9.5 Teampall Chaluim Chille, Eilean Chaluim Chille, Isle of Lewis
The small island of Eilean Chaluim Chille has probably been connected with Christianity since the 7th century. It sits on the eastern extremity of Loch Erisort as it leads out to the Minch.
The remains of the church on the island probably date from the 12th century. Any earlier church would have been made of turf, peat or wood so there would be no remains. Archaeologists have found pre-Christian, Christian and Norse remains here.
The church was dedicated to Colmcille – hence the name of the island. Local stories tell how the island was home to a monastery and a priest’s house. In 1549, Sir Donald Munro visited the island and described seeing an orchard there. When he visited the Hebrides in the late 17th century, Martin Martin mentions a church on the island of St Columkil.
The church was a rectangular shape but there may have been other buildings nearby. An area of the east of the island is called Crois Eilean and may mark the edge of the area under the church’s protection.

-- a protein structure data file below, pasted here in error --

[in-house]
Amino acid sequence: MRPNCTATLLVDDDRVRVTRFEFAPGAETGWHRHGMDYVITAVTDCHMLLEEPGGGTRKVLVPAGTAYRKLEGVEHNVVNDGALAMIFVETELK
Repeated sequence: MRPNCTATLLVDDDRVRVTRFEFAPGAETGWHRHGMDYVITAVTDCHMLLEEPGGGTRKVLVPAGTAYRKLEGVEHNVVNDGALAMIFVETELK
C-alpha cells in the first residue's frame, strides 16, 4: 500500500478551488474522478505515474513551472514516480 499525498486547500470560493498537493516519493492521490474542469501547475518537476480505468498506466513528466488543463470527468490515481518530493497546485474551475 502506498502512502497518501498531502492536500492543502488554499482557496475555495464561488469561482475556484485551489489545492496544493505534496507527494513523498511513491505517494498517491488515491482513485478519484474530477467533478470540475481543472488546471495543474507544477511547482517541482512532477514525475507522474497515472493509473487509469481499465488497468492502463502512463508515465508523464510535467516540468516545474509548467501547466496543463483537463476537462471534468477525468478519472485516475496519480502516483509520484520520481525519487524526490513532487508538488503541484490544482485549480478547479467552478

The graveyard was used until the 19th century for the whole Parish of Lochs. An account of the island was written by John Sands in 1876 in his book ‘Out of the World’ or ‘Life in St Kilda’,
‘Captain M’Donald took me in his gig to see a churchyard situated on an island called St Colm. It is quite close to the water, and is about sixty feet square…Although there seems to be plenty of suitable ground outside, the people persist in interring the dead within the ancient limits. Nay, not interring but piling the coffins one on top of the other, until they have risen to the height of ten feet above the surface. The coffins are not even covered with earth, but are only wrapped in turf.’
On the mainland at Cromor, one of the crofts was known locally as Lios an Teampull or Garden of the Chapel. And there are some local accounts that the priest of St Colm lived here on the mainland.
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